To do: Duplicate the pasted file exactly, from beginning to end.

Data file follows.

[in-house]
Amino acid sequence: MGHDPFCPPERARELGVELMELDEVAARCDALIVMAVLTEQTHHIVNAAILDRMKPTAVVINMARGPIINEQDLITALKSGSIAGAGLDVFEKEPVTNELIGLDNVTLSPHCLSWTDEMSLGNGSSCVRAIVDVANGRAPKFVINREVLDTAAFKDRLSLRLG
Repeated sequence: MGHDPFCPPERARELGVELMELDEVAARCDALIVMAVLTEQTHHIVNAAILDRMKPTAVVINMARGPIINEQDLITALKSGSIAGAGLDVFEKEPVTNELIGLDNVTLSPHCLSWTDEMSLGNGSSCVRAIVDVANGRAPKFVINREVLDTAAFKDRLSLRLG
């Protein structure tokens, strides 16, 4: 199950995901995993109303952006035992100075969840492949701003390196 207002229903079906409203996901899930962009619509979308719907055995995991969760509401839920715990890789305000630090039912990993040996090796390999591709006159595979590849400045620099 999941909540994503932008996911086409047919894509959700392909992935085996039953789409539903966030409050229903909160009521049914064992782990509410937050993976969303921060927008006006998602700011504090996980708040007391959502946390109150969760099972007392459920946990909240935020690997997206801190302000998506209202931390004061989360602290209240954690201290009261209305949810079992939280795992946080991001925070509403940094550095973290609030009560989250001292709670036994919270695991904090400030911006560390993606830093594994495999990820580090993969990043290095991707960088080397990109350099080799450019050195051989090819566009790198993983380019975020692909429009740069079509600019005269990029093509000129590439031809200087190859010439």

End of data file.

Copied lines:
[in-house]
Amino acid sequence: MGHDPFCPPERARELGVELMELDEVAARCDALIVMAVLTEQTHHIVNAAILDRMKPTAVVINMARGPIINEQDLITALKSGSIAGAGLDVFEKEPVTNELIGLDNVTLSPHCLSWTDEMSLGNGSSCVRAIVDVANGRAPKFVINREVLDTAAFKDRLSLRLG
Repeated sequence: MGHDPFCPPERARELGVELMELDEVAARCDALIVMAVLTEQTHHIVNAAILDRMKPTAVVINMARGPIINEQDLITALKSGSIAGAGLDVFEKEPVTNELIGLDNVTLSPHCLSWTDEMSLGNGSSCVRAIVDVANGRAPKFVINREVLDTAAFKDRLSLRLG
């Protein structure tokens, strides 16, 4: 199950995901995993109303952006035992100075969840492949701003390196 207002229903079906409203996901899930962009619509979308719907055995995991969760509401839920715990890789305000630090039912990993040996090796390999591709006159595979590849400045620099 999941909540994503932008996911086409047919894509959700392909992935085996039953789409539903966030409050229903909160009521049914064992782990509410937050993976969303921060927008006006998602700011504090996980708040007391959502946390109150969760099972007392459920946990909240935020690997997206801190302000998506209202931390004061989360602290209240954690201290009261209305949810079992939280795992946080991001925070509403940094550095973290609030009560989250001292709670036994919270695991904090400030911006560390993606830093594994495999990820580090993969990043290095991707960088080397990109350099080799450019050195051989090819566009790198993983380019975020692909429009740069079509600019005269990029093509000129590439031809200087190859010439």